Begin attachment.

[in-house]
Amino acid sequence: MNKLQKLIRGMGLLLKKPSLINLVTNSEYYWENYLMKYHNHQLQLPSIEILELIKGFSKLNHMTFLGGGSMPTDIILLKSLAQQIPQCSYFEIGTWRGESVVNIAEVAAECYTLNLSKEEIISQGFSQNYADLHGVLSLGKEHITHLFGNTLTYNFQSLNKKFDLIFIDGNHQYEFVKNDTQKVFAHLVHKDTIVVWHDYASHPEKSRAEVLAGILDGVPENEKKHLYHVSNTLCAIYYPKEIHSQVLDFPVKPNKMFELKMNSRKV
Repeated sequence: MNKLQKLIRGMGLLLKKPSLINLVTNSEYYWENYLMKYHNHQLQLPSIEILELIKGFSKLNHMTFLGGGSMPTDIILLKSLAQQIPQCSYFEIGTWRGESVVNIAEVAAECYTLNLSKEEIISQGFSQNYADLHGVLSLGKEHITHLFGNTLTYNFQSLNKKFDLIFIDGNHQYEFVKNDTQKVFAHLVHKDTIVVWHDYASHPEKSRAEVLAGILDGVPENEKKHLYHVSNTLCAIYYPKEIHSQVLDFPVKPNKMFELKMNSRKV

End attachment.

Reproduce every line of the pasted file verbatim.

[in-house]
Amino acid sequence: MNKLQKLIRGMGLLLKKPSLINLVTNSEYYWENYLMKYHNHQLQLPSIEILELIKGFSKLNHMTFLGGGSMPTDIILLKSLAQQIPQCSYFEIGTWRGESVVNIAEVAAECYTLNLSKEEIISQGFSQNYADLHGVLSLGKEHITHLFGNTLTYNFQSLNKKFDLIFIDGNHQYEFVKNDTQKVFAHLVHKDTIVVWHDYASHPEKSRAEVLAGILDGVPENEKKHLYHVSNTLCAIYYPKEIHSQVLDFPVKPNKMFELKMNSRKV
Repeated sequence: MNKLQKLIRGMGLLLKKPSLINLVTNSEYYWENYLMKYHNHQLQLPSIEILELIKGFSKLNHMTFLGGGSMPTDIILLKSLAQQIPQCSYFEIGTWRGESVVNIAEVAAECYTLNLSKEEIISQGFSQNYADLHGVLSLGKEHITHLFGNTLTYNFQSLNKKFDLIFIDGNHQYEFVKNDTQKVFAHLVHKDTIVVWHDYASHPEKSRAEVLAGILDGVPENEKKHLYHVSNTLCAIYYPKEIHSQVLDFPVKPNKMFELKMNSRKV